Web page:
Total Knee Replacement
A total knee replacement is a surgical procedure whereby the worn out joint surfaces are removed and an artificial replacement is inserted through an incision (cut) on the front of the knee.
This operation can help with the symptoms of osteoarthritis and inflammatory arthritis. It is classified as major surgery, and as such, is has some risks involved which will be discussed with you during the consultation process.
After surgery, the rehabilitation process will involve a period of physiotherapy where muscle strengthening and range of movement exercises are a very important of the process.
Partial Knee Replacement
A partial knee replacement is a surgical procedure that replaces that part of the knee that is affected by arthritis only, sparing the rest of the knee. The ligaments are not removed and it is a more conservative form of surgery. Partial knee replacements can be medial (inside part of the knee) or lateral (outside part of the knee), although the most commonly, a medial partial knee replacement is performed.
The partial knee replacement is a form of knee replacement that has over 40 years of history. It is therefore not an experimental nor a new procedure. However, the surgeon must be appropriately and especially trained and must perform a high number of these procedure per year.
It is also classified as major surgery and also has a number of risks and possible complications, but they are less when compared to a total knee replacement.
It is a procedure that is not appropriate for all knee conditions that require replacement, but when it is indicated, it can be very helpful and successful in treating patients’ symptoms.
Mr. Soler successfully completed his fellowship in Hip and Knee surgery at the Nuffield Orthopaedic Centre, part of Oxford University Hospitals and specialises in the Oxford Partial Knee Replacement ®.
Specific details about this type of operation can be discussed during the consultation process.
Knee arthroscopy, or commonly known as keyhole surgery, is a procedure through which the surgeon can access the inside of the knee and perform further procedures inside the knee. The advantage is that it is less invasive than traditional operations which involve making a large incision and opening the whole joint.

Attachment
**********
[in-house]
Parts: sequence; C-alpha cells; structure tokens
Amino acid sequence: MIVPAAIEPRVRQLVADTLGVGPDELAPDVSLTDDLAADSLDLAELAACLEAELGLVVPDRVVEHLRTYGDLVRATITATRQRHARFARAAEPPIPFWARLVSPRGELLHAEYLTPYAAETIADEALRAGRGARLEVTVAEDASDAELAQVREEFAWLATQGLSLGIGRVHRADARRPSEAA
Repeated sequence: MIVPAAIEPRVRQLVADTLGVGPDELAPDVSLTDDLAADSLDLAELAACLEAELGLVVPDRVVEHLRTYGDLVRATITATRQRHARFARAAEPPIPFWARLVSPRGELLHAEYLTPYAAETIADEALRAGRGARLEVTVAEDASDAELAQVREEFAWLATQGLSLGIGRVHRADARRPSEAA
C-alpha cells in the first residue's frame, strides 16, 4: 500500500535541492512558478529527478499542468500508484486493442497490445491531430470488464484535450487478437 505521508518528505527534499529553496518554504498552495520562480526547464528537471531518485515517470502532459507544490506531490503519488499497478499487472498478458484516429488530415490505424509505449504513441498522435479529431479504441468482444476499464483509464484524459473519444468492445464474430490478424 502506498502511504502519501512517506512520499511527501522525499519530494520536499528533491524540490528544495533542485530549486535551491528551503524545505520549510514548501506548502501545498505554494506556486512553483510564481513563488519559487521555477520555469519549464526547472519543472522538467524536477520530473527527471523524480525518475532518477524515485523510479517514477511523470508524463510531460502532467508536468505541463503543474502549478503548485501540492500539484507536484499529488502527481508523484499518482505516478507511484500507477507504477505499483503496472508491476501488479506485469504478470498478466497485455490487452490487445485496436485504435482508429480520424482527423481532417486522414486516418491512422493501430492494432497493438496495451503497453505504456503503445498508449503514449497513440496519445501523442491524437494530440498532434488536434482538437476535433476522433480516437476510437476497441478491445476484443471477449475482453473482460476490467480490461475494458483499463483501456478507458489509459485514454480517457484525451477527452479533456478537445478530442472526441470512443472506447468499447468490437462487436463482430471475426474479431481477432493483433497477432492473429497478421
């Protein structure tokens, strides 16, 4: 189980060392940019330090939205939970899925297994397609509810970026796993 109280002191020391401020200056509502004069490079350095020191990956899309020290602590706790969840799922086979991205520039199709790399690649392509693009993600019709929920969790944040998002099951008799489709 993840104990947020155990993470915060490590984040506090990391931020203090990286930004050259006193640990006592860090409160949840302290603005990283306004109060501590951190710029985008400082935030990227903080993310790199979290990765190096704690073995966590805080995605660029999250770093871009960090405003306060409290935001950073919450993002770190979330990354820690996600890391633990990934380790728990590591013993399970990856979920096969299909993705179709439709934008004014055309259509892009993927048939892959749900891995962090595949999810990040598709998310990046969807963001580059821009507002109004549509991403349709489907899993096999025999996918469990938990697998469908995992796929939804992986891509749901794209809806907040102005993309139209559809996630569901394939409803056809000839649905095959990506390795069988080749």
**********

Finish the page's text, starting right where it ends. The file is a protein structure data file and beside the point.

Procedures that can be preformed with arthroscopic surgery include: removal of loose bodies, removal of a torn part of the meniscus, repair of the meniscus, ligament reconstruction and more.
The possible risks and complications will be discussed at the time of your consultation.
When indicated, surgery to the meniscus can be effective in controlling its symptoms. Usually, this is performed through arthroscopic surgery.
The tear of the meniscus can either be trimmed or repaired by way of internal sutures. There are specific situations which would determine one procedure over the other.
Repair of the meniscus usually will involved a period of the use of crutches and restriction of the ability to bear weight through the knee.
The details of the specific surgery and the required rehabilitation protocol can be discussed at the time of consultation.
Knee injections usually contain a form of steroid and local anaesthetic which is injected into the knee joint. These can be perfumed in the outpatient clinic during the consultation process.
There are specific reasons to suggest knee injections and these will be discussed, together with possible side effects and risks, at the time of consultation.